TT Talk – The strength of the tank container supply chain
UN portable tanks (tank containers) have been used in the international supply chain to distribute bulk cargoes for many years. Having such a deep heritage in the insurance of the maritime containers, naturally TT Club has intimate understanding of the tank container sector, with a current insurable interest in around 53% of the global tank container fleet.
March 2020, the International Tank Container Organisation (ITCO) released their 2020 Global tank container fleet survey. This annual survey has become a valuable publication for the industry. It provides a breakdown of the current global fleet, coupled with an overview of both the historic and future trends and developments of the tank container industry. TT Club is proud to continue its Associate Membership of ITCO, supporting the work the organisation undertakes. In profiling the survey, this article seeks to recognise ITCO’s continuing high investment in the industry.
While, of course, covering a period prior to the COVID-19 pandemic – the 2020 survey highlights a slowdown in the growth of the global fleet in 2019 (7.88%) versus 2018 (10.81%), partially reflected by the fall in global trading conditions experienced by many sectors of the container shipping industry. Positively, the global tank container fleet continues to expand, attributed to shippers recognising the benefits of shipping their cargoes in tank containers (in favour of drums or parcel tankers). The survey reports strong growth for Chinese domestic bulk liquid movement as well as intra-Asia trade.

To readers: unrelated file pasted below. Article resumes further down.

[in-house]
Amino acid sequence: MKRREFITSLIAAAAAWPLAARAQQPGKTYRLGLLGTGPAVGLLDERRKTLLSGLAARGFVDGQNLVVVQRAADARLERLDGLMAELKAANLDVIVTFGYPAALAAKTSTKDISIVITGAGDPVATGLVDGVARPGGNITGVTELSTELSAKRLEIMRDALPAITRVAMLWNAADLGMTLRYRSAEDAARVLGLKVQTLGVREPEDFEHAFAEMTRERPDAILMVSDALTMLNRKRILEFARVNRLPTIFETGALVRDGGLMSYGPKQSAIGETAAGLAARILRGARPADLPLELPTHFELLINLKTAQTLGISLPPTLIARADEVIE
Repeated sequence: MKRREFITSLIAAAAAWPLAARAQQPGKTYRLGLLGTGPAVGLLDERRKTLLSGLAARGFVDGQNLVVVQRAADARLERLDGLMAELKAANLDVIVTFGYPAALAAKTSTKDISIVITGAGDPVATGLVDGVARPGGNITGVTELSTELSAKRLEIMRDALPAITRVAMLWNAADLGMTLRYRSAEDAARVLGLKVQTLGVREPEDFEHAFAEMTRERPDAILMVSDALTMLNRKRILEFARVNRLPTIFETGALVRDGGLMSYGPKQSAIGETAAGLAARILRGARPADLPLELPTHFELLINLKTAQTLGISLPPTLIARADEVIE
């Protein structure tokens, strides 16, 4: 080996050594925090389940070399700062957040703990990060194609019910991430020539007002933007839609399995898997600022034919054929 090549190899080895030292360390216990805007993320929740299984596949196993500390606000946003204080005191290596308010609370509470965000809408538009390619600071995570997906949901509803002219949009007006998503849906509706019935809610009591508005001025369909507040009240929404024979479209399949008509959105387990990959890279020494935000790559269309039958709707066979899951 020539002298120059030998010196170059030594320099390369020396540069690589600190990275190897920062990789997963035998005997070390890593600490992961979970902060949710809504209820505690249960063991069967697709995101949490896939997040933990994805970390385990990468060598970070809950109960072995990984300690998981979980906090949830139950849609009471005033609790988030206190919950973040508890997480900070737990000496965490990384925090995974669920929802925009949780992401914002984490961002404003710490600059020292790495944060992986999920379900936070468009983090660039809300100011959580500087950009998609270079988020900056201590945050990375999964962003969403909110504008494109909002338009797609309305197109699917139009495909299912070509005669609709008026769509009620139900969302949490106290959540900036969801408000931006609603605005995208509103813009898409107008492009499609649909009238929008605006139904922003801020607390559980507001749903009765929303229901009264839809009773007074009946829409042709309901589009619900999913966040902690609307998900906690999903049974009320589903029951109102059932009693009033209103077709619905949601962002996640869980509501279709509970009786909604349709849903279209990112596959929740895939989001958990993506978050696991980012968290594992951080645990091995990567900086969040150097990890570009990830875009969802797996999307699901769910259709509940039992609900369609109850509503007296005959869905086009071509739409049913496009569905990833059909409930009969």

“the global tank container fleet continues to expand, attributed to shippers recognising the benefits of shipping their cargoes in tank containers, in favour of drums or parcel tankers”
The report notes that the number of tank containers produced in 2019 was lower than in 2018, further suggesting that there will be challenges ahead for manufacturers unless the market sees a significant turnaround. The survey shows that, in 2019, a total of 54,650 tank containers were built (predominantly in China), compared to 59,700 in 2018 – a decrease of some 5,000 units.
As in previous editions, this ITCO fleet survey is broken down to illustrate ownership facts and trends. The industry is divided between those owner/operators and lessors – lessors accounting for the largest proportion of units globally.
The 2020 ITCO survey identifies a total of 218 operators. The top 10 operators account for over 235,000 tanks representing over 56% of the global operators’ fleet; the market thereafter is fragmented. The proportion of the global fleet owned by operators showed a slight increase through 2019.
The survey identifies 37 leasing companies marshalling 305,615 tanks. The top ten lessors dominate with about 79.5% of the total leasing fleet, while the top three companies account for 154,500 tanks of the total fleet (50.5%) – a 3.5% reduction on last year.